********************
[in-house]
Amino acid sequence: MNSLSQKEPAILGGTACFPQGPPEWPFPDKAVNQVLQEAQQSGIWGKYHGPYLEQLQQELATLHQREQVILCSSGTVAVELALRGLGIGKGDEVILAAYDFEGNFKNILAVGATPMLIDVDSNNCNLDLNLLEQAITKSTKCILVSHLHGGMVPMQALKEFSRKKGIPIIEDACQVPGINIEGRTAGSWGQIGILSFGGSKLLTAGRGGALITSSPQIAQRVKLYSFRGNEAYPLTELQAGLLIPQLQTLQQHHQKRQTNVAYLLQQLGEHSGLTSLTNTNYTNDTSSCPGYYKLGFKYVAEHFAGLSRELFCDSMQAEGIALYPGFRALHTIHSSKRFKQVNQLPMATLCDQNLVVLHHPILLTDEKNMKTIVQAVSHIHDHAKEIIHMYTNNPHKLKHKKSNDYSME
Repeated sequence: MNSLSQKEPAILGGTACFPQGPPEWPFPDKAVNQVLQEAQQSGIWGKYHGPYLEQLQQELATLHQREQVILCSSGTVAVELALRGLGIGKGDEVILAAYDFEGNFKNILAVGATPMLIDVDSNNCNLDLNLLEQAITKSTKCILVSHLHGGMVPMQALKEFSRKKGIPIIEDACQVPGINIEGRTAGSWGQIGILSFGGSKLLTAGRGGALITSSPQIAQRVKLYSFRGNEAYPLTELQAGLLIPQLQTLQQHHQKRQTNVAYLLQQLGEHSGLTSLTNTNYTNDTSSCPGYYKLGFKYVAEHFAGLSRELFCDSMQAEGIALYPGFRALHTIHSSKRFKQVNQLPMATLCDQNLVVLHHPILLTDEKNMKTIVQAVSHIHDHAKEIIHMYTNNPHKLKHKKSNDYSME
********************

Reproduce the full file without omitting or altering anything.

[in-house]
Amino acid sequence: MNSLSQKEPAILGGTACFPQGPPEWPFPDKAVNQVLQEAQQSGIWGKYHGPYLEQLQQELATLHQREQVILCSSGTVAVELALRGLGIGKGDEVILAAYDFEGNFKNILAVGATPMLIDVDSNNCNLDLNLLEQAITKSTKCILVSHLHGGMVPMQALKEFSRKKGIPIIEDACQVPGINIEGRTAGSWGQIGILSFGGSKLLTAGRGGALITSSPQIAQRVKLYSFRGNEAYPLTELQAGLLIPQLQTLQQHHQKRQTNVAYLLQQLGEHSGLTSLTNTNYTNDTSSCPGYYKLGFKYVAEHFAGLSRELFCDSMQAEGIALYPGFRALHTIHSSKRFKQVNQLPMATLCDQNLVVLHHPILLTDEKNMKTIVQAVSHIHDHAKEIIHMYTNNPHKLKHKKSNDYSME
Repeated sequence: MNSLSQKEPAILGGTACFPQGPPEWPFPDKAVNQVLQEAQQSGIWGKYHGPYLEQLQQELATLHQREQVILCSSGTVAVELALRGLGIGKGDEVILAAYDFEGNFKNILAVGATPMLIDVDSNNCNLDLNLLEQAITKSTKCILVSHLHGGMVPMQALKEFSRKKGIPIIEDACQVPGINIEGRTAGSWGQIGILSFGGSKLLTAGRGGALITSSPQIAQRVKLYSFRGNEAYPLTELQAGLLIPQLQTLQQHHQKRQTNVAYLLQQLGEHSGLTSLTNTNYTNDTSSCPGYYKLGFKYVAEHFAGLSRELFCDSMQAEGIALYPGFRALHTIHSSKRFKQVNQLPMATLCDQNLVVLHHPILLTDEKNMKTIVQAVSHIHDHAKEIIHMYTNNPHKLKHKKSNDYSME